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Ubisoft is a very interesting hat in this ring. A very large publisher, it doesn’t enjoy the luxuries of fiscal muscle like EA or Activision, but still has plenty of cache in the industry. If it really wanted to make the best of this opportunity, buying up Vigil would be their move. The Assassin’s Creed series is in a weird place; there will most likely be another in some form, but they main series is finished for all intents and purposes.

There is also no real signs of another Prince of Persia game on the horizon, so the action platformer niche that they are pretty well known for having solid entries in is looking rather empty. Vigil’s Darksiders franchise might be exactly what the doctor ordered. Having Vigil under their wings, Ubisoft may be able to filter some staff from their other studios to help fix the problems that stop that series from achieving real greatness.

 

Activision

 

Probably the only publisher who doesn’t need to buy anything, Activision might be the one publisher who could gain the most from the auction by scooping up Volition and, with it, the Saints Row franchise. Activision is a big fan of games they can annualize, and using their massive resources they could make Volition the sort of studio that can bang out SR games yearly, capitalizing on the kind of open world chaos that people who buy Take Two/Rockstar’s GTA series or Square Enix/Avalanche’s Just Cause series are looking for, but being able to do it year after year. If Activision wants it, there’s no one who could out bid them for it. Saint’s Row is easily the move valuable franchise THQ has, but also don’t be super shocked if Activision makes an offer for THQ in its entirety.

 

Square Enix

 

This Eastern juggernaut got wise years ago when it scooped up Eidos. Since then Deus Ex and Hitman have seen new, rather successful entries, and the Tomb Raider reboot looks to only add to that progress. To continue this trend, Square should pick up Relic, a developer of very good RTS franchises like Company of Heroes and the Dawn of War series. The Games Workshop license is becoming more and more valuable, and with Relics entries getting better and more popular each game, this is as good a time as any for Square to get their feet into this genre.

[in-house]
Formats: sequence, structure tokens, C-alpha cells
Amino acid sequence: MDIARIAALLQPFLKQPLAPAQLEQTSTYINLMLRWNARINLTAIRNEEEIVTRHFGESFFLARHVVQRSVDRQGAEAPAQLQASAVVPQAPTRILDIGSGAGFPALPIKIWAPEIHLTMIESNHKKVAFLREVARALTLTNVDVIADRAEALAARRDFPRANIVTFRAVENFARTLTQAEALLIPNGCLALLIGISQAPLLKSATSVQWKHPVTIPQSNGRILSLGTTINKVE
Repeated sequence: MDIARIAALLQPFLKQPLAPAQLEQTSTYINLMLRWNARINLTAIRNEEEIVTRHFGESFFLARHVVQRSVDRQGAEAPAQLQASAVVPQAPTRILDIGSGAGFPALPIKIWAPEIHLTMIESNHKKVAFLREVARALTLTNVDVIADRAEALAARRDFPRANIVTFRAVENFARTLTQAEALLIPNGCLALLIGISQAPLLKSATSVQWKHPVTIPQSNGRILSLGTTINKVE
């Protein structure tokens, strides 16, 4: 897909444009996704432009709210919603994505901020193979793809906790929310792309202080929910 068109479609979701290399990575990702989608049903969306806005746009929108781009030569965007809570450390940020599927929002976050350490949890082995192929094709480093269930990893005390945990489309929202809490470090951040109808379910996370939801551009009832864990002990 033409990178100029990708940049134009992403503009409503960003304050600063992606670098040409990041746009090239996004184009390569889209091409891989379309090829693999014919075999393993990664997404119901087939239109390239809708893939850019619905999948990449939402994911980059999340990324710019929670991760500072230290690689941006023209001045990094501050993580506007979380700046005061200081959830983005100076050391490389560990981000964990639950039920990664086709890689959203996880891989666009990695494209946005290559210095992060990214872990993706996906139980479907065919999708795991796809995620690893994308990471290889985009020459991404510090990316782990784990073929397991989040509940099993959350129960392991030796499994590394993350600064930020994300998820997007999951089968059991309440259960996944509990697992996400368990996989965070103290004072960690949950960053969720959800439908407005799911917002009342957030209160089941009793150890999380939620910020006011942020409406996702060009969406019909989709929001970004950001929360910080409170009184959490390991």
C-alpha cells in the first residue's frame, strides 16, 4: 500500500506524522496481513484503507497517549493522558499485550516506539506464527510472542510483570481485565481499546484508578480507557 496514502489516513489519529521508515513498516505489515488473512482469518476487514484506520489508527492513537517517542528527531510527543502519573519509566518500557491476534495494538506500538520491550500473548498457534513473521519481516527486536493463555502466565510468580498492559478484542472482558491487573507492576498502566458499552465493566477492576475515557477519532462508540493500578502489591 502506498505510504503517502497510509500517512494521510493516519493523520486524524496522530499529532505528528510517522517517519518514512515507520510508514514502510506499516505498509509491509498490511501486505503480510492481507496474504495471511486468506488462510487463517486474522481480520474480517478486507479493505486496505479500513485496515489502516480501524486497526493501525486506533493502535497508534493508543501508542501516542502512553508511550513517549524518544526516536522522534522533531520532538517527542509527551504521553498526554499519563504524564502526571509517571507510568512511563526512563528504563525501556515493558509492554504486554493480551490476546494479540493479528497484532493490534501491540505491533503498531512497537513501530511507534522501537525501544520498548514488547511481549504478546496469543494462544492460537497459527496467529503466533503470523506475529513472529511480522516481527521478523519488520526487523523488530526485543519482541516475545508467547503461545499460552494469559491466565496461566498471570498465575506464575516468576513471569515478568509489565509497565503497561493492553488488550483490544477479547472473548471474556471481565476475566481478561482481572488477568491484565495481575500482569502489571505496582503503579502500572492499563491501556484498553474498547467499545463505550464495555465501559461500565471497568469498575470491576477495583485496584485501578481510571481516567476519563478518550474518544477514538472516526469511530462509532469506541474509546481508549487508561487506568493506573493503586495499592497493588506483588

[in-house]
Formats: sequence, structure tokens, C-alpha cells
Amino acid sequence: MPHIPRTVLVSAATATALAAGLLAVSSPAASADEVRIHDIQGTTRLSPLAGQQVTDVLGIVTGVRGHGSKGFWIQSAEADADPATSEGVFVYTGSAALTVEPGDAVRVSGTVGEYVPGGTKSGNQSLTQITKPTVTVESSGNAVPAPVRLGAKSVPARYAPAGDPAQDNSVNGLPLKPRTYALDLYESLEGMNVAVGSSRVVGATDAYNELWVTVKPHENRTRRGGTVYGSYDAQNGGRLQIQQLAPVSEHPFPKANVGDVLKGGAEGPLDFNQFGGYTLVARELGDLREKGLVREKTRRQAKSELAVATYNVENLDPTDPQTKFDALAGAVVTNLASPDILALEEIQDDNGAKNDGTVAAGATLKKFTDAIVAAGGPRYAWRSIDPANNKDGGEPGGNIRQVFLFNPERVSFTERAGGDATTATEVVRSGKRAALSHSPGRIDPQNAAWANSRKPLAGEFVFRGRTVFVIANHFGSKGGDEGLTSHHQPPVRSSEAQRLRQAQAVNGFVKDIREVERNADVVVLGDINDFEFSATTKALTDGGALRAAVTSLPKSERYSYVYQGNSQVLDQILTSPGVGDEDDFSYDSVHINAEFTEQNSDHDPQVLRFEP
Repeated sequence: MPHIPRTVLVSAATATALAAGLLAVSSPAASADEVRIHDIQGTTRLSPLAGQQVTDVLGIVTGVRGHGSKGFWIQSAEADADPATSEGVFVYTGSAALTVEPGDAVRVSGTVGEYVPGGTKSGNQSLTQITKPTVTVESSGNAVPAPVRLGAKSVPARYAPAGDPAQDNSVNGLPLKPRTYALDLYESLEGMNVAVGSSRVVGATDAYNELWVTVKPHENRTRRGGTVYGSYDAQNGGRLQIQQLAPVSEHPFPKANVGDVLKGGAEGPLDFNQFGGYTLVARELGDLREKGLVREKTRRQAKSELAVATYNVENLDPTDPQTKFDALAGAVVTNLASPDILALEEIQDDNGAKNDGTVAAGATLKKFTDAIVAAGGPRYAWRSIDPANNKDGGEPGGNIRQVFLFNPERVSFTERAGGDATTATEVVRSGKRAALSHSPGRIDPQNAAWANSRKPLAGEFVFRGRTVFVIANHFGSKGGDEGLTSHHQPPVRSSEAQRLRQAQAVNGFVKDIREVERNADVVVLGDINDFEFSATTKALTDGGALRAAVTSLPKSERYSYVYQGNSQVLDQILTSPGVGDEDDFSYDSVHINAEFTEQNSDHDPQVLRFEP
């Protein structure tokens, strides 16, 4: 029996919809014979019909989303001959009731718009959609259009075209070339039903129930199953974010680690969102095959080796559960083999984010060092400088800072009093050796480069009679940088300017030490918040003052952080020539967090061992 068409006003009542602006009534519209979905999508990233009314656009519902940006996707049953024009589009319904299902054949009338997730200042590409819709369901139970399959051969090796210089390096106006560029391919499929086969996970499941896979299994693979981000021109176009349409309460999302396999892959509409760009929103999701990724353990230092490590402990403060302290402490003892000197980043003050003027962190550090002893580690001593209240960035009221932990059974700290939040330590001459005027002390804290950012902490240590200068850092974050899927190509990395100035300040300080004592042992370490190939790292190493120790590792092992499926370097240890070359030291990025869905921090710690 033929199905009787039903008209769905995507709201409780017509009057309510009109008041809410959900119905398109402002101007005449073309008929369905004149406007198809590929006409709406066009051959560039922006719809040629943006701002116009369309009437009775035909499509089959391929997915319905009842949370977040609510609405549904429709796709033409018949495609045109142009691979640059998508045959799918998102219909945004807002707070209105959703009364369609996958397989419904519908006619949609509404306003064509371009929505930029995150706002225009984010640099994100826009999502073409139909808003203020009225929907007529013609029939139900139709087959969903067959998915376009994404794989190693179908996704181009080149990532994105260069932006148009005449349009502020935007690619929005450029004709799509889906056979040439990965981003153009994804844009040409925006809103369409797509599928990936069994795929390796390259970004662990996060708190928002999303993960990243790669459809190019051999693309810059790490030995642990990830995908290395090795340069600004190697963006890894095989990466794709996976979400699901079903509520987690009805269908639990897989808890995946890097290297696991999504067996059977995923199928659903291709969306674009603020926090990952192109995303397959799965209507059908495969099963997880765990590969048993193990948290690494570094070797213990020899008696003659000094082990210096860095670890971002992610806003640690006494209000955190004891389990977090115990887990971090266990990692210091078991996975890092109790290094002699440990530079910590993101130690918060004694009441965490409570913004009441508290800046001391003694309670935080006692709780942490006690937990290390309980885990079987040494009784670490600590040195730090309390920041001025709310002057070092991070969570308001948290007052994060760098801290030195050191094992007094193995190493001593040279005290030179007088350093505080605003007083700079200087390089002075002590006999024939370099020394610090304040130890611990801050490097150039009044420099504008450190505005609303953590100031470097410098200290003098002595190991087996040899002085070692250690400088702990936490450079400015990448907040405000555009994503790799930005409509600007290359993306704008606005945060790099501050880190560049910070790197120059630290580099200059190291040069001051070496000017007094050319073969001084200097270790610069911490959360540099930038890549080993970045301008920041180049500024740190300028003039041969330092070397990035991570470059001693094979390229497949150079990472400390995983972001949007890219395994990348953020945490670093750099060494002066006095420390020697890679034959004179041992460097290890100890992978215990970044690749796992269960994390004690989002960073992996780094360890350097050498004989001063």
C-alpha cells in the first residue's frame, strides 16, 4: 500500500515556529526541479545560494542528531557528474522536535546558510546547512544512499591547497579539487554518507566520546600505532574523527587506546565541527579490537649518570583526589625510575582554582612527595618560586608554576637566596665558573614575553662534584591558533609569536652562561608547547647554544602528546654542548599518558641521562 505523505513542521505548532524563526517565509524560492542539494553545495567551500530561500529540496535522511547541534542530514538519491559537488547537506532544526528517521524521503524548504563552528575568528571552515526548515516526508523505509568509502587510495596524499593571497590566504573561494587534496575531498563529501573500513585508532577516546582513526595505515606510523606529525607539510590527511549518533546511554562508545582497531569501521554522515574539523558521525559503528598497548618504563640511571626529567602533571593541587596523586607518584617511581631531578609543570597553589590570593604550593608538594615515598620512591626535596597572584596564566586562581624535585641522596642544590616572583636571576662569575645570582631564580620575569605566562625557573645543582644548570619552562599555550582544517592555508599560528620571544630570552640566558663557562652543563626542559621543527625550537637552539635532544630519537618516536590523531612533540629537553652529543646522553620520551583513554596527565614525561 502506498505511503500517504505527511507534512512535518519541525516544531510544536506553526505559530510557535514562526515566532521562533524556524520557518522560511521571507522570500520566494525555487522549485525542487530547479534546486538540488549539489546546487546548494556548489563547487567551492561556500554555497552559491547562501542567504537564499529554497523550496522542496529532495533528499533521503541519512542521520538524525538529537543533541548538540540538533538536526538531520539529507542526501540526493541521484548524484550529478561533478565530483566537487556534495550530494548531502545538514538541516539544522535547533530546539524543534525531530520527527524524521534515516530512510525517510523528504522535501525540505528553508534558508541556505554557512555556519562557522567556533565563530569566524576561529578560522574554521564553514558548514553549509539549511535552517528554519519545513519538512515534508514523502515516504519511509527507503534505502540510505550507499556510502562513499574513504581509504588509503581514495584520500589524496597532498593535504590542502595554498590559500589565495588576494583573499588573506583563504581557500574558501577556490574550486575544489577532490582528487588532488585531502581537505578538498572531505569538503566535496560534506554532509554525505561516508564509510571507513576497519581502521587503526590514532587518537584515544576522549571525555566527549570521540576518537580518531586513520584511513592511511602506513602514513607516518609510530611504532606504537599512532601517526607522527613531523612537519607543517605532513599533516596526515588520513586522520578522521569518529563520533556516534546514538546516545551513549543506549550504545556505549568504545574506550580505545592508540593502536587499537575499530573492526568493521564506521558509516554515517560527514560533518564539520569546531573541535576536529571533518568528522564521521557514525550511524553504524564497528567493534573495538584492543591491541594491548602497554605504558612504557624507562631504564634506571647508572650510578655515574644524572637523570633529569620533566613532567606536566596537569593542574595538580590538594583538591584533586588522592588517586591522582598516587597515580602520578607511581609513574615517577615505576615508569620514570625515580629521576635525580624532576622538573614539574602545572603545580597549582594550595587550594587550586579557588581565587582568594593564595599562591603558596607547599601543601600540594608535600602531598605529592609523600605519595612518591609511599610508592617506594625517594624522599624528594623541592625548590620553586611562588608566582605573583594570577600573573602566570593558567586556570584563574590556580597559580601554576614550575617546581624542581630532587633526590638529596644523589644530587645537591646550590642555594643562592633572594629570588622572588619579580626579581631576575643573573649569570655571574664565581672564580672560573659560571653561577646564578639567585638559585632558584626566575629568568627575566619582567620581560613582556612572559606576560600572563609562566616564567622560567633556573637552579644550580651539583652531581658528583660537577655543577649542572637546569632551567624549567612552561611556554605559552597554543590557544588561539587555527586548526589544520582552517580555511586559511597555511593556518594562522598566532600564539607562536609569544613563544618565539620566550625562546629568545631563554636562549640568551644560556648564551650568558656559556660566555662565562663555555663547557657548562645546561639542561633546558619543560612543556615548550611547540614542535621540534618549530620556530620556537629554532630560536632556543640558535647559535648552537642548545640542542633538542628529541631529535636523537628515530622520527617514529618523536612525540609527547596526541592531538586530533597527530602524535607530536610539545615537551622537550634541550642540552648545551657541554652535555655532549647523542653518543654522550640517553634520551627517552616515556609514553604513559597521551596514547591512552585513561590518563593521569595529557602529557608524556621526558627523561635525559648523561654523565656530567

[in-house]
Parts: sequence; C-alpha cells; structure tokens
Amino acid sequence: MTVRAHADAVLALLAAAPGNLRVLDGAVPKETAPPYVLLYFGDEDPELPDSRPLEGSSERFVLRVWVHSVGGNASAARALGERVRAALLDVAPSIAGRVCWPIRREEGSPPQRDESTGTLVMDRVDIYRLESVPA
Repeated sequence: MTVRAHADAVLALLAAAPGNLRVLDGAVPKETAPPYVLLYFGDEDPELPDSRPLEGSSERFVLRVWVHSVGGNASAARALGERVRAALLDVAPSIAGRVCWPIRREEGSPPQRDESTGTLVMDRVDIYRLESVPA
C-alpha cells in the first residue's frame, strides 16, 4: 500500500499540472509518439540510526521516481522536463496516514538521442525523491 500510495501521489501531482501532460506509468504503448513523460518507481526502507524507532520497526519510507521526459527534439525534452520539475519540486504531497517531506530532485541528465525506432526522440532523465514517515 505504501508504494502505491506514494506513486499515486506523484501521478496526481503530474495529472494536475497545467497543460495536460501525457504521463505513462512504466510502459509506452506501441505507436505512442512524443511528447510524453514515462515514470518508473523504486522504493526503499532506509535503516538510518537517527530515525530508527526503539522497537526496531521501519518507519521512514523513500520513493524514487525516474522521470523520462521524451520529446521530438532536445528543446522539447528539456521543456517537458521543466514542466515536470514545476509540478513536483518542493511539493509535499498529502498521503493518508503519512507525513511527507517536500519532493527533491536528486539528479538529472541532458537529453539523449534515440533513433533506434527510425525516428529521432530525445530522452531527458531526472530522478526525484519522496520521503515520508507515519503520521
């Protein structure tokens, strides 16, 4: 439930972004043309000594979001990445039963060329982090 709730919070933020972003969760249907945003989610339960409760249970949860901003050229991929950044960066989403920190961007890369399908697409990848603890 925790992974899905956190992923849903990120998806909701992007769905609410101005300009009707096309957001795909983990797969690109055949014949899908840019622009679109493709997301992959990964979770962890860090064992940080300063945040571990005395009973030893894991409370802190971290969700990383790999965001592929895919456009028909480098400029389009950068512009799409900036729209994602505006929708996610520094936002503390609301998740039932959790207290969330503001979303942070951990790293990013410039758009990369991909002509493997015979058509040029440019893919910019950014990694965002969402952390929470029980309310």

Bonus Outrageous Prediction: Valve

 

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“What the hell?” you’re probably asking yourself.

Valve will probably sit this fire sale out, as they are known for their sovereignty. But what if they didn’t? What if they wanted to take an un characteristic risk, and throw down for the Metro IP? Last Light looks like it can really be a great sequel, and past DOTA 2, there’s nothing concrete on Valves plate. The “Steam Box” is still just rampant speculation, and even then, wouldn’t it be great to have a real genre stand out be a launch title on it? Besides, it would be a great excuse for Valve to continue to not make Half-Life 3.

Who do you think should make some of THQ’s most popular titles?

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Jarrett G.

 
Jarrett G.
A game enthusiast since he could walk, Jarrett prides himself on his deep attraction to Japanese beat-em ups, and his god-like Bushido Blade talents. He provides insightful reviews from experienced eyes out of the deep darkness of South Jersey.